“‘As secretary of education, I have to do more to make sure that we’re lifting up examples of how we’re using the data well, but also making sure the districts know that the way data is being used … doesn’t support growth, and it’s really just hammering on those folks that are working twice as hard to support students,’ Cardona said during the ASCD fireside chat.“
“‘I want to take it a step further. Some are waiting for that data to then try to create a picture because their plan is to privatize,’ Cardona said.“
“‘We have to collectively, as a profession, use the data to spotlight the need, but be wary of where it’s being used as a hammer,’ Cardona said. ‘Because in those places where it’s being used as a hammer, those folks fed kids, those folks knocked on doors, they used their buses to drop off meals where those kids needed it.'”
I know I have gotten to the point where I’m not supposed to be surprised by anything.
But here I am, stunned again.
The highest public education official in the land argues against transparent school performance data because that data might show how much our schools are struggling, thereby building greater urgency for change!
He makes those statements simultaneous to his team releasing a federal regulatory attack against our movement unlike any that we’ve seen before.
Well, at least we know what we’re up against, CharterFolk.
The Challenge of Regulation and Why We Must Support Our Advocacy Orgs at New Levels
This brings me to the last thing I wanted to cover today, which is the scope of the advocacy challenge we face and the need we all have to make sure our movement has the base advocacy capacities needed to defend our students and ultimately go on the offensive in support of greatly more public education for all students.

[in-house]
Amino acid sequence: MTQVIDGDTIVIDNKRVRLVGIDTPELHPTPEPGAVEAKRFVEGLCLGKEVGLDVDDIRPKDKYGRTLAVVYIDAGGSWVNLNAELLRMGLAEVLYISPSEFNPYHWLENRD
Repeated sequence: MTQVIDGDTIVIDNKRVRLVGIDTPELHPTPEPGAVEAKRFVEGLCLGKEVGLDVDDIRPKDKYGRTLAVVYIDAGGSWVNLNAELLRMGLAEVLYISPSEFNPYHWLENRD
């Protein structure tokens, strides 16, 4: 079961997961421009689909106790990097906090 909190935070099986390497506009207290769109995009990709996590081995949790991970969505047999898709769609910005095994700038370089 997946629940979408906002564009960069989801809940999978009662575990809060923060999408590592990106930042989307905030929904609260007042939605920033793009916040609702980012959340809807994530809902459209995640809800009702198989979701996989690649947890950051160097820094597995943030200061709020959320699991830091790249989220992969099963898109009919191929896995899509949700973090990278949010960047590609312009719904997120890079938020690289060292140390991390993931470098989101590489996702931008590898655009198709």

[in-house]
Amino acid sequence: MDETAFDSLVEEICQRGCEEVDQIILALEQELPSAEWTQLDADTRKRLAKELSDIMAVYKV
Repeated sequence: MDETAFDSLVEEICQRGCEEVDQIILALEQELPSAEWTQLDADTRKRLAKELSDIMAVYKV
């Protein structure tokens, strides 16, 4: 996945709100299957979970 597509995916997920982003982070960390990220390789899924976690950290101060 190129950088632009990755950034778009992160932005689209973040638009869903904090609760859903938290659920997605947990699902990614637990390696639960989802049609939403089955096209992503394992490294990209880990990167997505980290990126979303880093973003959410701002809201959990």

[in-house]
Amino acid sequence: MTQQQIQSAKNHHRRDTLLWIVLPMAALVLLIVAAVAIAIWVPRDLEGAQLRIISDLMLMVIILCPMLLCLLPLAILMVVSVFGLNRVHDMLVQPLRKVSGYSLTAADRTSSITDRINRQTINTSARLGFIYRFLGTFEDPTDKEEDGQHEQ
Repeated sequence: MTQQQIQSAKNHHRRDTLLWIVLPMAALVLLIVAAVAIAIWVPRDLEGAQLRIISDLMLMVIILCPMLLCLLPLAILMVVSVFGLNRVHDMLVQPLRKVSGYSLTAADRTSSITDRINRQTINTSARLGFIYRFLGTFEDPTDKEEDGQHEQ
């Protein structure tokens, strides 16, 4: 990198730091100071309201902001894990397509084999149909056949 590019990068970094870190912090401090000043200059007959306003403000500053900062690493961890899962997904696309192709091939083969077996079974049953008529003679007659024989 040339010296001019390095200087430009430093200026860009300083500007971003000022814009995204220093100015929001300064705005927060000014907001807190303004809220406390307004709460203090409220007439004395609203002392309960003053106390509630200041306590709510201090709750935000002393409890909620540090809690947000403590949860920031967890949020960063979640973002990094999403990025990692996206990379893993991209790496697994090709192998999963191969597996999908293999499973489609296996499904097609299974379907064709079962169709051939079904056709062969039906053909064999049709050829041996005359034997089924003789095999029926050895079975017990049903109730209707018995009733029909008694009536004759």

Let’s be clear, CharterFolk.
This is an advocacy challenge unlike any that we’ve seen before. The National Alliance and other advocacy organizations working at a federal level have been able to hold back various attacks against charter schools in the past, but those attacks have always been in the form of new legislation, or attempts to undermine us in the federal budget, places where we could use our supporters in Congress to keep harmful things from getting through.
We don’t have that same leverage today. The administration controls the regulatory process. Our levers for holding them back are very limited. Yes, we’ve got to do all we can today to register our opposition by getting our comments in on the proposed regs. But it’s also likely, given the administration’s power over the regulatory process and the degree to which the administration has embraced the Establishment’s agenda to destroy charter schools, that something gets through.
Something we will have to continue fighting for many years to overcome.
Maybe with litigation. Maybe with new legislation in the next Congress. It could take a lot of different forms.
But I leave you with this, CharterFolk.
I don’t know the exact numbers. But in terms of membership revenues coming to support our national organization from our field, the fact is that we offer that organization virtually nothing. State associations make “voluntary contributions” to support the National Alliance’s federal advocacy efforts equating to about a couple hundred thousand dollars per year.
A couple hundred thousand dollars. Enough for what, one senior staff member’s salary and benefits?
To hold off attacks affecting the education of approximately four million students?
A nickel per student invested in federal advocacy?
And we really expect to be able to hold off these kinds of attacks happening in Washington? When the other side is funded at just gargantuan amounts? Antonucci identifies $371 million per year coming in to the NEA. And that doesn’t even count what comes into AFT.
And we can’t muster more than a nickel per student?
It’s why I called for a new North Star during the Biden era.
Our schools increasing their membership dues to their state associations to at least $25/student by 2025. The idea is to make sure that our state advocacy organizations have the resources they need to defend our interests in state capitols across the country, but it’s also to ensure that those state organizations can pass along significant resources to our national organization as well.
This is why, CharterFolk. This is why.